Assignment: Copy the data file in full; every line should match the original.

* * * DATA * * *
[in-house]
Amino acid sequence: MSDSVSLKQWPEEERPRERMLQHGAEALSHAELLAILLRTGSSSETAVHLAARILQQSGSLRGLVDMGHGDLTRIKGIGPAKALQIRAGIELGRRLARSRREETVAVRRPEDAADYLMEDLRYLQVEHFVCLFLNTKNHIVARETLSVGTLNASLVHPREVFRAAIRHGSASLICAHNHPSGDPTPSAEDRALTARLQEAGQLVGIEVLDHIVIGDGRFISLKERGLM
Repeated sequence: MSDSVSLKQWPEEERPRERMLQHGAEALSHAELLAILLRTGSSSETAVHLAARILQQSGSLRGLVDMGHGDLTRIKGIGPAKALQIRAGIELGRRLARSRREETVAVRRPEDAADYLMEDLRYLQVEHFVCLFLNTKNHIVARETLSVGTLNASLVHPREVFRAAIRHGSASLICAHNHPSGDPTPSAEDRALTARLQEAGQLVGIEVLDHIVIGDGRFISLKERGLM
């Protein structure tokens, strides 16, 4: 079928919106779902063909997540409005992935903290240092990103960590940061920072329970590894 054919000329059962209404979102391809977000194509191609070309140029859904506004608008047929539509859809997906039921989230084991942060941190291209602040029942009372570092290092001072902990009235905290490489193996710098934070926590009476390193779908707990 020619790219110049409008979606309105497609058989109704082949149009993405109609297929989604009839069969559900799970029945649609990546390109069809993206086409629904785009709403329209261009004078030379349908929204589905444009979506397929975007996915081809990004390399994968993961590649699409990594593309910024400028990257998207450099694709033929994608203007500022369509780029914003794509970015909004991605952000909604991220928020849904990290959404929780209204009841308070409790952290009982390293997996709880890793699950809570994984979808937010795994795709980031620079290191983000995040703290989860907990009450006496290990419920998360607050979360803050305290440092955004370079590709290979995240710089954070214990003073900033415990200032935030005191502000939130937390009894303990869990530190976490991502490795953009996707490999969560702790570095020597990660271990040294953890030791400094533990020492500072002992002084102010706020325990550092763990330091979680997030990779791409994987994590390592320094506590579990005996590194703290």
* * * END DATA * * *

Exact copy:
[in-house]
Amino acid sequence: MSDSVSLKQWPEEERPRERMLQHGAEALSHAELLAILLRTGSSSETAVHLAARILQQSGSLRGLVDMGHGDLTRIKGIGPAKALQIRAGIELGRRLARSRREETVAVRRPEDAADYLMEDLRYLQVEHFVCLFLNTKNHIVARETLSVGTLNASLVHPREVFRAAIRHGSASLICAHNHPSGDPTPSAEDRALTARLQEAGQLVGIEVLDHIVIGDGRFISLKERGLM
Repeated sequence: MSDSVSLKQWPEEERPRERMLQHGAEALSHAELLAILLRTGSSSETAVHLAARILQQSGSLRGLVDMGHGDLTRIKGIGPAKALQIRAGIELGRRLARSRREETVAVRRPEDAADYLMEDLRYLQVEHFVCLFLNTKNHIVARETLSVGTLNASLVHPREVFRAAIRHGSASLICAHNHPSGDPTPSAEDRALTARLQEAGQLVGIEVLDHIVIGDGRFISLKERGLM
């Protein structure tokens, strides 16, 4: 079928919106779902063909997540409005992935903290240092990103960590940061920072329970590894 054919000329059962209404979102391809977000194509191609070309140029859904506004608008047929539509859809997906039921989230084991942060941190291209602040029942009372570092290092001072902990009235905290490489193996710098934070926590009476390193779908707990 020619790219110049409008979606309105497609058989109704082949149009993405109609297929989604009839069969559900799970029945649609990546390109069809993206086409629904785009709403329209261009004078030379349908929204589905444009979506397929975007996915081809990004390399994968993961590649699409990594593309910024400028990257998207450099694709033929994608203007500022369509780029914003794509970015909004991605952000909604991220928020849904990290959404929780209204009841308070409790952290009982390293997996709880890793699950809570994984979808937010795994795709980031620079290191983000995040703290989860907990009450006496290990419920998360607050979360803050305290440092955004370079590709290979995240710089954070214990003073900033415990200032935030005191502000939130937390009894303990869990530190976490991502490795953009996707490999969560702790570095020597990660271990040294953890030791400094533990020492500072002992002084102010706020325990550092763990330091979680997030990779791409994987994590390592320094506590579990005996590194703290």